Have you ever wondered, how much does a baseball weigh? Indeed, being an indispensable part of baseball games, its weight is also factored into how the game is played as well as how the players practice their catching and batting skills.
According to official regulation, the weight of a baseball ranges from 5 to 5.25 ounces. Read on to see what determines the sizes and weight of the ball and more.
Table of Contents
- How Heavy Does a Baseball Weigh?
- History of the Baseball. What Baseballs Are Made of
- Baseball Design and Dimensions
- Frequently Asked Questions (FAQs)
How Heavy Does a Baseball Weigh?
Baseball is a sport of bat and ball. Hence, all the techniques and tactics of teams and player positions in the entire game center around these two items.
That’s why the construction of the baseball bat and ball and the forces between them are critical to the sport.
The official baseball weight, therefore, is the result of thorough calculation and modifications. Furthermore, there will be slight differences in game balls used in high school baseball, minor leagues, and MLB games.
1. Standard baseball
Now, in official games, the average weight of a baseball is 5 ounces to 5.25 ounces. It means the baseball weight in grams is 142 to 149 (or 0.142 – 0.149 kg). In pounds, it measures from 0.3125 to 0.328.
If we compare a baseball to a softball, a softball weigh more at 6.25 to 7 ounces.
2. Rubber baseball
For younger players, the balls are made to be lightweight, significantly more than the standard ones used in professional leagues like MLB or the national leagues.
These soft compression balls weigh around 4.2 ounces (119 grams), as they are made of sponge rubber. We can see this type of ball in Little League or games for amateur players.
3. Low-compression baseball
Another lighter ball for Little League baseball is the low-compression one, measuring around 4.6 ounces (130 grams).
As you throw the ball, you can feel how squishier and lighter it is, compared to major league baseball and college baseball.
4. Leather and synthetic leather balls
Unlike lightweight rubber baseballs, leather balls weigh a bit more, as these materials are more heavy-duty.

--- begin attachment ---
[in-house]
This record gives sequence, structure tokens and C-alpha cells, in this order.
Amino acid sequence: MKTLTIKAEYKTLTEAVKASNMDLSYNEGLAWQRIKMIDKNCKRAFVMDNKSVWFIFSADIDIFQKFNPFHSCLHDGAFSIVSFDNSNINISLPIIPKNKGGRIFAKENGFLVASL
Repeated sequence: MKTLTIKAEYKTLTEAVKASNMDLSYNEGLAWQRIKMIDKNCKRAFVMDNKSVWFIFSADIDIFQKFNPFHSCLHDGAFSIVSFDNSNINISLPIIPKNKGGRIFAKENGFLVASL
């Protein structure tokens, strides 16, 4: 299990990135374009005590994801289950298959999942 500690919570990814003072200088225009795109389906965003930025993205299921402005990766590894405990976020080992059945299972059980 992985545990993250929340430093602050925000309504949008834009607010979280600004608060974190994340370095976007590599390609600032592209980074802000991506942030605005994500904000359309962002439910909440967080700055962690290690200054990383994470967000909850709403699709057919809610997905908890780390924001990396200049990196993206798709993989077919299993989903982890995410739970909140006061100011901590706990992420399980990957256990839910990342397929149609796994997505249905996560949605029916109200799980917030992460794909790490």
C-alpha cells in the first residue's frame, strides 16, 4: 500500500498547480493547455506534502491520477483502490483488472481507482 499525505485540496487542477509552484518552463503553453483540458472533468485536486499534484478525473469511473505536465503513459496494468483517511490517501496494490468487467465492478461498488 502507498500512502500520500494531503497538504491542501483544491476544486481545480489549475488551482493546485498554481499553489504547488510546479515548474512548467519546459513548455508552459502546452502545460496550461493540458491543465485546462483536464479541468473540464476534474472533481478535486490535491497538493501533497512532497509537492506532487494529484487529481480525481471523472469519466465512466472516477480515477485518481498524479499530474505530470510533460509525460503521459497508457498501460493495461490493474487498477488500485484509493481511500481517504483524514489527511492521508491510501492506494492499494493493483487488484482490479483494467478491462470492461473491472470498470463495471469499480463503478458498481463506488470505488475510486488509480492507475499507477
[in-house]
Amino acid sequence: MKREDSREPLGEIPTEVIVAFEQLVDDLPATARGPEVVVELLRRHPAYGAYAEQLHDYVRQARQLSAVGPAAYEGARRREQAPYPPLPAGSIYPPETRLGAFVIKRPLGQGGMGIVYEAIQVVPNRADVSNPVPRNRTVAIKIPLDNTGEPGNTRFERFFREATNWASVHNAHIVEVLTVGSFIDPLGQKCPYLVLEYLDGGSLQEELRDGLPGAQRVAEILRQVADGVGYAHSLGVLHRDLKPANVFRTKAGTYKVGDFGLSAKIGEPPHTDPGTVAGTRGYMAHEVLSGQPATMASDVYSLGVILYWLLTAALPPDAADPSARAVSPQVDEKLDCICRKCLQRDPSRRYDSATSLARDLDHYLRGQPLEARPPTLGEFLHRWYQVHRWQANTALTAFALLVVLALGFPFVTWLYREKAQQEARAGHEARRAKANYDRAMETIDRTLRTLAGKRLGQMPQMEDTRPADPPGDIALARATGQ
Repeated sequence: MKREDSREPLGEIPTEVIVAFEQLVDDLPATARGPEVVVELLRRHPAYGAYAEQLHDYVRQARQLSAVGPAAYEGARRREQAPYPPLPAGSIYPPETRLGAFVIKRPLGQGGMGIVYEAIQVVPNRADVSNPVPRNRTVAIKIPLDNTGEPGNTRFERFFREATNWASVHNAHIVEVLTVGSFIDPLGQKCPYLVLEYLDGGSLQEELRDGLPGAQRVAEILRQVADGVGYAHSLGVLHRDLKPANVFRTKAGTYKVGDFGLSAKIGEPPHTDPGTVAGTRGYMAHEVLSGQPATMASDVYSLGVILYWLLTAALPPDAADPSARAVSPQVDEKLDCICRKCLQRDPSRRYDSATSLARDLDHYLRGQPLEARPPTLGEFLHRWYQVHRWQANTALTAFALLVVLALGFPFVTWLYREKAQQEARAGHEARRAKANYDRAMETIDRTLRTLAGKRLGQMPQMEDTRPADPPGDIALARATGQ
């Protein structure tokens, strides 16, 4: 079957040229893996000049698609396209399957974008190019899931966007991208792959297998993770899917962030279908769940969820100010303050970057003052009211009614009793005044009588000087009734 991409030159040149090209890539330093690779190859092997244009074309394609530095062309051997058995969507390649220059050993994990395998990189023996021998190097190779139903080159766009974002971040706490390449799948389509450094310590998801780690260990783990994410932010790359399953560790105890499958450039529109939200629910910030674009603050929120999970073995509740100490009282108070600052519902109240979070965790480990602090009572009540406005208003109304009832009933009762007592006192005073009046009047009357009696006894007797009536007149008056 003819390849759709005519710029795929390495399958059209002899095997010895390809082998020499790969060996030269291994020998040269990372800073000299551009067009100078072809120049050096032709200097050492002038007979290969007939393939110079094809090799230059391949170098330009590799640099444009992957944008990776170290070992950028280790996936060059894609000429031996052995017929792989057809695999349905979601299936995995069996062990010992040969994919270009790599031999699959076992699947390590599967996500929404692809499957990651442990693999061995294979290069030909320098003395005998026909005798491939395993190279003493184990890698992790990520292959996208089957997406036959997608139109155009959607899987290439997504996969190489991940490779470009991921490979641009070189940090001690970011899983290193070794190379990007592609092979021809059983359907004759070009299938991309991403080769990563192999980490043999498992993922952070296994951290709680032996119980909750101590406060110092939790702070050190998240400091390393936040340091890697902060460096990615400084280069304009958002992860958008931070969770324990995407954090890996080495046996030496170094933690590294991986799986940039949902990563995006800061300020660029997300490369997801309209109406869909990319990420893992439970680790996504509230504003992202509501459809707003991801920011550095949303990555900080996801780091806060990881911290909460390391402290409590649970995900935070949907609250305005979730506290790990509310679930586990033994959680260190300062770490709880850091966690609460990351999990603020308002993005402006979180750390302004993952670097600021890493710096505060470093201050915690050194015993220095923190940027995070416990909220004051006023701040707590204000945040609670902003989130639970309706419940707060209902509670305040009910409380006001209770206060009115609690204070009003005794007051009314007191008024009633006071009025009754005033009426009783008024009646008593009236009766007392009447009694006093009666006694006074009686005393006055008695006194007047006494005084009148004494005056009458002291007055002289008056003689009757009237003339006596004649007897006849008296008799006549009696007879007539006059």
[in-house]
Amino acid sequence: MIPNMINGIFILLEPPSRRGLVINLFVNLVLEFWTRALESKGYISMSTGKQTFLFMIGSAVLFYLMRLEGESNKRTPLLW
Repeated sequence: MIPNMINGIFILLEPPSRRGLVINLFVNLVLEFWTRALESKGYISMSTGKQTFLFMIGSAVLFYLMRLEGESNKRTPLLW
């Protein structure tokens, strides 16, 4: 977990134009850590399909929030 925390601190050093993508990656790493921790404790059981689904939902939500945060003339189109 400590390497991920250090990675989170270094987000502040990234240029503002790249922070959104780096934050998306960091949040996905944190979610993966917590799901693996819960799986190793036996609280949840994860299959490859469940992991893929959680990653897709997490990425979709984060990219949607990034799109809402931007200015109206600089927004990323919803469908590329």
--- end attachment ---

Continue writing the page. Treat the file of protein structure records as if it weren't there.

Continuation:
Genuine leather baseball measures around 5 ounces, while synthetic leather balls might weigh approximately 5.1 ounces. Therefore, they are basically the same weight as standard baseballs.
History of the Baseball. What Baseballs Are Made of
In the course of more than two decades of baseball history, the balls and their raw materials have undergone major transformations to become the official ones we know today.
Here are some significant periods in the evolution of the ball manufacturing process and the constructions used.
1. Lemon peel ball
Modern baseball for the MLB is produced by Rawlings using a standardized manufacturing process. However, in the early days of the sport, pitchers fashioned their own balls.
During the “Lemon Peel Ball” period, the majority of baseballs had a core composed of melted yarn and leather of old shoes or fish eyes. In addition, these balls were small, dark brown, and had four rows of stitches.
With this design, they had a greater rebound and a longer trajectory.
2. Live ball and dead ball era
Fast forward fifty years to the 1850s, standardizing baseballs became an essential goal for teams in New York. The conventional baseball at the time had a circumference of 8 to 11 inches and a weight of 5.5 to 6 ounces.
However, there were still many types of baseballs that offered distinct feels and speed due to differences in the hand-made process and materials. There were two popular types at that time:
- Live balls – Because they contained more rubber and had a tighter winding, players could throw live balls over a longer distance.